WASHINGTON (Reuters) - U.S. home sales fell more than expected in September as the market continues to struggle with a dearth of properties for sale, especially for cheaper homes.
The National Association of Realtors said on Tuesday that existing home sales fell 2.2% to a seasonally adjusted annual rate of 5.38 million units last month, reversing two straight months of gains. August's sales pace was upwardly revised to 5.50 million units.
Economists polled by Reuters had forecast existing home sales declining 0.7% to 5.45 million units.
The U.S. Federal Reserve has cut interest rates twice this year, which has bolstered the housing market by lowering mortgage rates. Investors expect another interest rate cut when policymakers meet next week.
The 30-year fixed mortgage rate has dropped more than 125 basis points since last November's peak to an average of 3.69%, according to data from mortgage finance agency Freddie Mac.
But home sales have seesawed for much of this year as a chronic lack of properties on the market has inflated prices, keeping them unaffordable for many would-be homeowners. Land and labor shortages have also crimped supply.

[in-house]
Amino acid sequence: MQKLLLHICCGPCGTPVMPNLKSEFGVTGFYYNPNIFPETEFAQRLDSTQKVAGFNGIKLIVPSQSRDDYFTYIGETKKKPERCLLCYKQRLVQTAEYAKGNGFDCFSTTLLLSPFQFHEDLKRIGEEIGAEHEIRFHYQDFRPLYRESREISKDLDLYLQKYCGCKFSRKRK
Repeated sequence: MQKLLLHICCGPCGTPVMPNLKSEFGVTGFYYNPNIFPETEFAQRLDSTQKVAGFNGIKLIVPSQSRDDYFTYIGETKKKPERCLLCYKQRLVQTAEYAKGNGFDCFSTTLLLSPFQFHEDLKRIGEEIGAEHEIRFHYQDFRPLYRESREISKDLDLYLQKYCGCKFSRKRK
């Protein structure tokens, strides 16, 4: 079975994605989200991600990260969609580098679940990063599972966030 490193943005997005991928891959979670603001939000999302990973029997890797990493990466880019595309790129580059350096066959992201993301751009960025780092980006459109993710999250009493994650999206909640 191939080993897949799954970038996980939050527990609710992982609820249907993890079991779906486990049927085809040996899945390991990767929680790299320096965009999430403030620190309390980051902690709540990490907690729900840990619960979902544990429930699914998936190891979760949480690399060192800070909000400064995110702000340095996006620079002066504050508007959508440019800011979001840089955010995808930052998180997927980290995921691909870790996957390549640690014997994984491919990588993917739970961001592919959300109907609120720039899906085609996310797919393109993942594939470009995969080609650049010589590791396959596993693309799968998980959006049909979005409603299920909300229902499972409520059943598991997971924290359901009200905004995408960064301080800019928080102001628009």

There were 1.83 million homes in the market last month, a decline of 2.7% compared to a year ago. It was the fourth consecutive month of year-on-year inventory declines.
Data last week showed homebuilding tumbled from a more than 12-year high in September, but single-family home construction rose for a fourth straight month.
The median existing house price increased 5.9% from a year ago to $272,100 in September, the strongest price appreciation since January 2018. It was the 91st consecutive month of year-on-year price gains.
"We had hoped price increases would be in line with wages...but that is not the case," said NAR Chief Economist Lawrence Yun.
Existing home sales rose 3.9% from one year ago, the NAR said. Sales fell across the nation's four regions last month. They dropped 3.1% in the Midwest and 2.8% in the Northeast. They declined 2.1% in the South and edged 0.9% lower in the West.
At September's sales pace, it would take 4.1 months to clear the current inventory, down from 4.4 months a year ago. A supply of six to seven months is seen as a healthy balance between supply and demand.
(The story refiles to correct typo in headline)
(Reporting by Lindsay Dunsmuir; Editing by Andrea Ricci)